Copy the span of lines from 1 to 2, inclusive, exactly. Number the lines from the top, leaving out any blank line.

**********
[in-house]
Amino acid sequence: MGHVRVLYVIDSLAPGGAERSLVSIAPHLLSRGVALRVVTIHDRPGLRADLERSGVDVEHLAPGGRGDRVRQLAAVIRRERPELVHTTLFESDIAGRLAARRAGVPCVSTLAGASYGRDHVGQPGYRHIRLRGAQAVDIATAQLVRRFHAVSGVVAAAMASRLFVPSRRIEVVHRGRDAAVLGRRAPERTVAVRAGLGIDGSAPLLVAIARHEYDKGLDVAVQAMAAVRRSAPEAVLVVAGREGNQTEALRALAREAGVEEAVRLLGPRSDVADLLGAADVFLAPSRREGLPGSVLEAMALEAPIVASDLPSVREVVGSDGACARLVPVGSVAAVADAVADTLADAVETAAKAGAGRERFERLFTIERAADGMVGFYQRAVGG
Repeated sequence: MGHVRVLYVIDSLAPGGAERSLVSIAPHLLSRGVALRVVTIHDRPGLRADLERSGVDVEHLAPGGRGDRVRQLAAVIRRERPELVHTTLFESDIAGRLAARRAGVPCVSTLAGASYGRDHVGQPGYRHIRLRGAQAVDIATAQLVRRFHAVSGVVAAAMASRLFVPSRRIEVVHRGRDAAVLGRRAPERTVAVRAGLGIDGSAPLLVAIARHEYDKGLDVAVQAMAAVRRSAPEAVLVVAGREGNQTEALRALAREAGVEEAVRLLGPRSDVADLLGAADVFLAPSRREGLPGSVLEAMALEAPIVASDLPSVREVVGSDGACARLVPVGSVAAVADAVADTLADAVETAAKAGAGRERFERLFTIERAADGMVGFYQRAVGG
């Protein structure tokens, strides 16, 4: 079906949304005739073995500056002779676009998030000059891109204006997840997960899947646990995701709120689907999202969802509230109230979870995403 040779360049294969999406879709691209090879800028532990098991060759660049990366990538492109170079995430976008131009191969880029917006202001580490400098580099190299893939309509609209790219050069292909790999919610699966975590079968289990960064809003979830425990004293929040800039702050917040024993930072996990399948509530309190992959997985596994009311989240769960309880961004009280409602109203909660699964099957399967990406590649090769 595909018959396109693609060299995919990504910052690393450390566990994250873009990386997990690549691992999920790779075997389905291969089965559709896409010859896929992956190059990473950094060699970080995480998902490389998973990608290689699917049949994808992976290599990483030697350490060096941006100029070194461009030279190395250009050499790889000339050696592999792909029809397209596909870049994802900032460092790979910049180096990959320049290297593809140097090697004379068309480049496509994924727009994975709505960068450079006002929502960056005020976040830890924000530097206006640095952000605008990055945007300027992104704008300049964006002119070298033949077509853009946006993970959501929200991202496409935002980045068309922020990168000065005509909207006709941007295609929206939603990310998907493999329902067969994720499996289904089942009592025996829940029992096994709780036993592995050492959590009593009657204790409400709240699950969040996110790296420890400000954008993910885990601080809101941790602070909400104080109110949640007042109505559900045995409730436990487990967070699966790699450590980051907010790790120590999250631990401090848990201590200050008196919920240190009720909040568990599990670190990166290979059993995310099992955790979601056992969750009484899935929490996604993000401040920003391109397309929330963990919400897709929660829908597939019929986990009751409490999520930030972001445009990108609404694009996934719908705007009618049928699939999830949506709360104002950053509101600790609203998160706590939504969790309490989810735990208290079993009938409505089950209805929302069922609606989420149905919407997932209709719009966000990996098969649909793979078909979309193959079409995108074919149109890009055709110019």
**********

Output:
[in-house]
Amino acid sequence: MGHVRVLYVIDSLAPGGAERSLVSIAPHLLSRGVALRVVTIHDRPGLRADLERSGVDVEHLAPGGRGDRVRQLAAVIRRERPELVHTTLFESDIAGRLAARRAGVPCVSTLAGASYGRDHVGQPGYRHIRLRGAQAVDIATAQLVRRFHAVSGVVAAAMASRLFVPSRRIEVVHRGRDAAVLGRRAPERTVAVRAGLGIDGSAPLLVAIARHEYDKGLDVAVQAMAAVRRSAPEAVLVVAGREGNQTEALRALAREAGVEEAVRLLGPRSDVADLLGAADVFLAPSRREGLPGSVLEAMALEAPIVASDLPSVREVVGSDGACARLVPVGSVAAVADAVADTLADAVETAAKAGAGRERFERLFTIERAADGMVGFYQRAVGG